By Joesph Berger
Published: January 25, 2009
THE 10 Filipino nurses were branded by the Suffolk County, N.Y., district attorney as derelict in their duties, accused of abandoning five chronically ill children, four of whom were on ventilators, and one terminally ill man by quitting their jobs in 2006 in a labor dispute.
But in a strongly worded ruling, a New York State appeals court, the Appellate Division in Brooklyn, has barred District Attorney Thomas J. Spota from prosecuting the nurses and said that he had joined with their employers in forcing them into ”involuntary servitude” by using criminal sanction to force them to work against their will, thus violating the nurses’ constitutional rights.
The Jan. 13 ruling also said the district attorney violated the First Amendment rights of the lawyer who advised the nurses by prosecuting him for conspiracy.
The case concerns 10 nurses, all fresh immigrants, who were recruited in 2005 by a large New York network of nursing homes known as SentosaCare. The company, with 24 homes or affiliates caring for 5,000 patients, is headquartered in Woodmere, N.Y.
The 10 nurses were quickly sent to work for a SentosaCare home in Smithtown, Avalon Gardens Rehabilitation and Health Care Center, but they said it was soon obvious that the terms of their contracts were not being honored. They joined 16 other Filipino nurses in claiming they were significantly underpaid, did not receive the same health insurance and workers’ compensation benefits as other nurses and worked on understaffed shifts.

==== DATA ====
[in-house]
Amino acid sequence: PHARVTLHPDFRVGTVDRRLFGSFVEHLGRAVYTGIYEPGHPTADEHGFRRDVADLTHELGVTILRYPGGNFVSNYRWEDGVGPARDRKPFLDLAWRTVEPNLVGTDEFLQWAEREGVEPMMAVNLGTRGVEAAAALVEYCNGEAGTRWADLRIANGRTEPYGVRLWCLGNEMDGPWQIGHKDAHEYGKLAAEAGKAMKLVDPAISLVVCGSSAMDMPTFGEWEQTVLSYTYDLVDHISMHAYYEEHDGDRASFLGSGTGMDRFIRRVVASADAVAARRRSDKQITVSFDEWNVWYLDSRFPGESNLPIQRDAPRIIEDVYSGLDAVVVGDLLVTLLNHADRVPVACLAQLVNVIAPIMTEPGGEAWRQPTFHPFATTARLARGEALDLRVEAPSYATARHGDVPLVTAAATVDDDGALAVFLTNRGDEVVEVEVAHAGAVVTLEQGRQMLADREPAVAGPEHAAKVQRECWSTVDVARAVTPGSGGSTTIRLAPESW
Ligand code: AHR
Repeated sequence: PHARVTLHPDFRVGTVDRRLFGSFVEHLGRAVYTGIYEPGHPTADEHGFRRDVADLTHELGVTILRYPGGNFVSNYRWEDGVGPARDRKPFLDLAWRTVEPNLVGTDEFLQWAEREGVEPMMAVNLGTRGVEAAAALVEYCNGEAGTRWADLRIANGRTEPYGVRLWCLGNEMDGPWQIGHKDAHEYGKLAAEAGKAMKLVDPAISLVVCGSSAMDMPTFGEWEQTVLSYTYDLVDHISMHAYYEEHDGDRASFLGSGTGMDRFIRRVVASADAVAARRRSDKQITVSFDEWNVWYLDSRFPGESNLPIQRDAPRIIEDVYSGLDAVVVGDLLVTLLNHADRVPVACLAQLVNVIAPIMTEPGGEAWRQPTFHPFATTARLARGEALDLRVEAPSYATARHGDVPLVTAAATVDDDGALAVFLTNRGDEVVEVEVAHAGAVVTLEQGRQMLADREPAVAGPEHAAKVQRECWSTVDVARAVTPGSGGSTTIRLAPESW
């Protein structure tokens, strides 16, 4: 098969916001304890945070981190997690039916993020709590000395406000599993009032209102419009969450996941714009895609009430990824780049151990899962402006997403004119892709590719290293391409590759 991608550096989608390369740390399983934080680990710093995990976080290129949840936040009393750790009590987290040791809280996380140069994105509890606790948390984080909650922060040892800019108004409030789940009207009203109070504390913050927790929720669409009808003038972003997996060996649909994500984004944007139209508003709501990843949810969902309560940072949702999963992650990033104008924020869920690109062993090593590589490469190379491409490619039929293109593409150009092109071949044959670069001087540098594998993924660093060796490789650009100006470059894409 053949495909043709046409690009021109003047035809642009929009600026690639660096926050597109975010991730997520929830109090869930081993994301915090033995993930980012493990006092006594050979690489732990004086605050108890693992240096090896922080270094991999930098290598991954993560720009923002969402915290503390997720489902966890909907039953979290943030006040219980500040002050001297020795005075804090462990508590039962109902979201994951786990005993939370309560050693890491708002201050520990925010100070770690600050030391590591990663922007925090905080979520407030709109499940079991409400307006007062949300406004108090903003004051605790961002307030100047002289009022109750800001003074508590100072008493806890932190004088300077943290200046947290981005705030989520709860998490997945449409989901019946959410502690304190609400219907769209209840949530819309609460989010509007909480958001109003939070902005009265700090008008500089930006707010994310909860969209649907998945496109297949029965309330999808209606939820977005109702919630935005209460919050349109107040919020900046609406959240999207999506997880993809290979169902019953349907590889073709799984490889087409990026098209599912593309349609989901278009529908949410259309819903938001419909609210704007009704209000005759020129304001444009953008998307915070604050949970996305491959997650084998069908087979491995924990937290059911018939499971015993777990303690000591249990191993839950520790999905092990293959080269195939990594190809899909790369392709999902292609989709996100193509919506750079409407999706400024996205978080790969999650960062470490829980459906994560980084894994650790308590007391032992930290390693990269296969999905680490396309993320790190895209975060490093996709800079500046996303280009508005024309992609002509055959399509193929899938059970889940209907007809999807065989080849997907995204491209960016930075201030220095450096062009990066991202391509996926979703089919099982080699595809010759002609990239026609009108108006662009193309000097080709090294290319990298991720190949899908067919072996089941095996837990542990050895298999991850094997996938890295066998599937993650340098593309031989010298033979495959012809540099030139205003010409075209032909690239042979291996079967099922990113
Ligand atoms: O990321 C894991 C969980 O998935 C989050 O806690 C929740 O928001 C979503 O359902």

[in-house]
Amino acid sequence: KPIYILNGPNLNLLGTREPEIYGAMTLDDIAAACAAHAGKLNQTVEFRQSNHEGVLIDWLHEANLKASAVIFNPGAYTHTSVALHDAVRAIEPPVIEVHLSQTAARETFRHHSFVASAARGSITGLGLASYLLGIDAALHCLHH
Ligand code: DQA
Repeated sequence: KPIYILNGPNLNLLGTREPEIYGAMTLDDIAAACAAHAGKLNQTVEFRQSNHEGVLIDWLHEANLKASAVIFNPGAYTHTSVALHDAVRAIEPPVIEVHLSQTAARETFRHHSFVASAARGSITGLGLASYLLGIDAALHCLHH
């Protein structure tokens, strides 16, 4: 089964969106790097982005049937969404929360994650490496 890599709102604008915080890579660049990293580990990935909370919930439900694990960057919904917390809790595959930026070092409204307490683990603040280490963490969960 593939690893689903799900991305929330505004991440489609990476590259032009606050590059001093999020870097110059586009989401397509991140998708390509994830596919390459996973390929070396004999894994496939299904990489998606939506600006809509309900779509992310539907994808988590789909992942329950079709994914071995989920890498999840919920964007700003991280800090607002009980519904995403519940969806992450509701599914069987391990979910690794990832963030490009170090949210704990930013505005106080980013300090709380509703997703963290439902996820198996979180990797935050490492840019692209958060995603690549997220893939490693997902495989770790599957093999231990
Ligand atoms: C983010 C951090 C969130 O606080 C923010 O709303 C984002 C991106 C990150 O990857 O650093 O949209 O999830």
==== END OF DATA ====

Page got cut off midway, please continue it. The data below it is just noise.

On April 7, 2006, the 10 nurses submitted their resignations and quit at the end of their shifts, saying they were confident that pediatric and elderly patients would be attended because they knew of SentosaCare nurses waiting for assignment. No patient was ever in jeopardy, they said.
SentosaCare sued them, and in March 2007 the Suffolk district attorney secured a grand jury indictment on misdemeanor charges of endangering the welfare of a child and of conspiracy. The charges carried a yearlong sentence in jail. All 10 nurses eventually landed nursing jobs, though for a time some employers declined to hire them because of the charges, according to their lawyer, James O. Druker.
Overruling a lower-court judge, the four-judge Appellate Division unanimously issued a writ of prohibition halting the prosecutions — a rare judicial maneuver used when a prosecutor oversteps his powers. While state law does bar nurses from leaving in midshift, the judges found that the 10 nurses did not do so, that the nursing home was in fact able to find the needed coverage and that ”no patients were deprived of nursing care.”
Leonard Lato, who brought the indictment for the district attorney’s office, said the office was weighing whether to file an appeal with the Court of Appeals, which accepts only a small percentage of Appellate Division decisions for review.
”Do we think the decision was wrong? Yes,” he said, explaining that the Appellate Division did not fully appreciate the danger to the children on ventilators.
Lawyers for SentosaCare have denied that the nurses were mistreated or shortchanged.
The Appellate Division judges agreed with defense lawyers that prosecuting the 10 nurses violated the 13th Amendment prohibition against ”involuntary servitude by seeking to impose criminal sanctions upon the nurses for resigning their positions.”
For Original Article: Click here